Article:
Young northerners’ walking cadence and bioenergy rating study
Dr.Biol., Professor S.I. Loginov1
PhD A.S. Kintyukhin1
PhD, Associate Professor M.Ya. Braginsky1
PhD, Associate Professor A.S. Snigirev1
1Surgut State University, Surgut
Walking is ranked high in the modern health physical education toolkit, with its intensity classifiable as follows: low (health maintenance) under 3 MET; moderate 3 to 6 MET (physical fitness keeping); and high in excess of 6 MET (for physical progress). However, effects of the walking pace – the stride length, rhythm and frequency – are still not always clear enough. The latter two parameters are referred to herein as the walking cadence (steps/min)  that is automatically developed by every individual depending on the preference. We sampled students (n=37, aged 19.8±1.95 years, including 18 females) to rate the walking cadence versus metabolic cost within 3-6 MET range. The sample was tested by a stepped treadmill test at 2-7km/h, with 5min practice at every speed step to obtain the oxygen demand rate, respiration rate, heart rate, and pace parameters (full step time, mode amplitude, walking index, specific step time, support contact time, aerial time); plus anthropometric characteristics including the leg length, body length and body mass. The test rates were found to grow with the walking speed (t test, p <0.05). The energy demand (E, MET) to walking cadence (WC, step/min) was found gender-unspecific as reflected by the following equation: E = 3.31-0.044WC + 0.004WC2, where E is the energy demand in MET, WC is the walking cadence in steps/min; 0.044 and 0.004 are the empirical ratios (note: metabolic equivalent of physical activity, where 1 MET = 1.0 kcal/h/kg or 3.5 ml O2 /min/kg). The walking index was found to grow with the walking speed growth from 2 to 7 km/h 15.3 times and 19.4 times for men and women, respectively – that is presumably indicative of the significant stress on the neuro-locomotor regulatory mechanisms. Based on the study data, we offer a population index of physical activity i.e. the walking cadence of 95 and 120 steps per min with the energy demand range of 3 and 4 MET for men and women, respectively.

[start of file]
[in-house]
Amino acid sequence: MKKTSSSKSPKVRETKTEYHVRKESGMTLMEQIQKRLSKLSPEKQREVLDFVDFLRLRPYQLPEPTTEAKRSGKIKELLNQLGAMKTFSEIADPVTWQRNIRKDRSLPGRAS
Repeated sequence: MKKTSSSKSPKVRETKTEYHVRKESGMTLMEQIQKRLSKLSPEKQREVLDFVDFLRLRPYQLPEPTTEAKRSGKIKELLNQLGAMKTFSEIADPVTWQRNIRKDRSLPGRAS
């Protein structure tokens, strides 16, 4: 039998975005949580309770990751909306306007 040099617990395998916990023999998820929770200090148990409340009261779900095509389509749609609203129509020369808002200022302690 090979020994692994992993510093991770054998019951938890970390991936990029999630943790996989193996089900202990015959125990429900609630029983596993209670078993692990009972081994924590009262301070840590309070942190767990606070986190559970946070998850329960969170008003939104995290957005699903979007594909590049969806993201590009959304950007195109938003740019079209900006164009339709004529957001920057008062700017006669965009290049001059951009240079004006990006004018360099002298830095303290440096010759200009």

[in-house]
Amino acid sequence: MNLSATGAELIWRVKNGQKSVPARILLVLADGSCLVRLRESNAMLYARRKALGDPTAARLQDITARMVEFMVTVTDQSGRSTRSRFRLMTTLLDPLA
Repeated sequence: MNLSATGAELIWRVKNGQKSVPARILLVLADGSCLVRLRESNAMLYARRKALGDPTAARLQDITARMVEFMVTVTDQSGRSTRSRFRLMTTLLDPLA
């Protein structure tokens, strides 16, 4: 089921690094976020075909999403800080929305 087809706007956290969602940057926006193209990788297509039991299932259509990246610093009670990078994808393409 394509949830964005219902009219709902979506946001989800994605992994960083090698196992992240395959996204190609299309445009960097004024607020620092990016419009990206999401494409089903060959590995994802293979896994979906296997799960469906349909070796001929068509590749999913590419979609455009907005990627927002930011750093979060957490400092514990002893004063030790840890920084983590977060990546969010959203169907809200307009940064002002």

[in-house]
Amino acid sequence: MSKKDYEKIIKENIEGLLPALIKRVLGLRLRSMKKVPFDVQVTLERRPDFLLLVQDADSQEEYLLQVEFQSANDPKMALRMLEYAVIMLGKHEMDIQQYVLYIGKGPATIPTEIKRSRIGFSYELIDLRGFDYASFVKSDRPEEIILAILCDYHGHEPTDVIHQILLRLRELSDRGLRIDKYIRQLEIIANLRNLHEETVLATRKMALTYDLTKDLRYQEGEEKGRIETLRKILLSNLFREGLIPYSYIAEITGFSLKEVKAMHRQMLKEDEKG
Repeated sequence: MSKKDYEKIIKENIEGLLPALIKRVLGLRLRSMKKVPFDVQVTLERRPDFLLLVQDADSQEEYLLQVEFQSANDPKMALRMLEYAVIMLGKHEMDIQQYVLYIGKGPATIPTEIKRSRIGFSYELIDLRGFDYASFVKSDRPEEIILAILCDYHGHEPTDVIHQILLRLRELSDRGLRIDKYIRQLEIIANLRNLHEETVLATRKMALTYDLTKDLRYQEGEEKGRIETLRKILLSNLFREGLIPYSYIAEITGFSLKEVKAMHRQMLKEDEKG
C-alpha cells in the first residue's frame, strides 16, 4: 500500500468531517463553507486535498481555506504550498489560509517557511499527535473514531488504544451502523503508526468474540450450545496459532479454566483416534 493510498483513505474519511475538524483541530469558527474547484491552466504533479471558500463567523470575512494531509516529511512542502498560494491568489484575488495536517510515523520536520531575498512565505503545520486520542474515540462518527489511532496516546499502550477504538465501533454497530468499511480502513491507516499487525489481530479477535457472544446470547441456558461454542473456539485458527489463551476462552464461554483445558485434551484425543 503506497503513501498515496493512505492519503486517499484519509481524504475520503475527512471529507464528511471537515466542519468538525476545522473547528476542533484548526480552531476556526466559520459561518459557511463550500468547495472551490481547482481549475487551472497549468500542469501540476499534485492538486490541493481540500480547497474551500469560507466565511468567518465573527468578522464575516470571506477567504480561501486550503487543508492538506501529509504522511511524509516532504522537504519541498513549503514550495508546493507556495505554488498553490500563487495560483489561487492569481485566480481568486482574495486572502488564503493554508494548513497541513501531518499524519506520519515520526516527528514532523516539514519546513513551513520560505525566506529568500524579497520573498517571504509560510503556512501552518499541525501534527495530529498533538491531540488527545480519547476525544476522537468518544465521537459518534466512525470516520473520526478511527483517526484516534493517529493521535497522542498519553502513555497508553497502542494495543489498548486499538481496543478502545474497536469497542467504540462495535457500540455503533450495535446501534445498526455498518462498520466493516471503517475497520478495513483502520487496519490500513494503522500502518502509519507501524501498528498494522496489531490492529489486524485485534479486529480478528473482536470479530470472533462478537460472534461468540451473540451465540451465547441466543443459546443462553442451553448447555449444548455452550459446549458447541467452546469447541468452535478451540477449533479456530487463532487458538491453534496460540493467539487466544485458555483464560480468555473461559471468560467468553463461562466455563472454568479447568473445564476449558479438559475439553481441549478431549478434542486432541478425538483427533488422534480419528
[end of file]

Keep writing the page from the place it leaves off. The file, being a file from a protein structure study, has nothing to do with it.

Keywords: walking cadence, walking index, oxygen demand, students.
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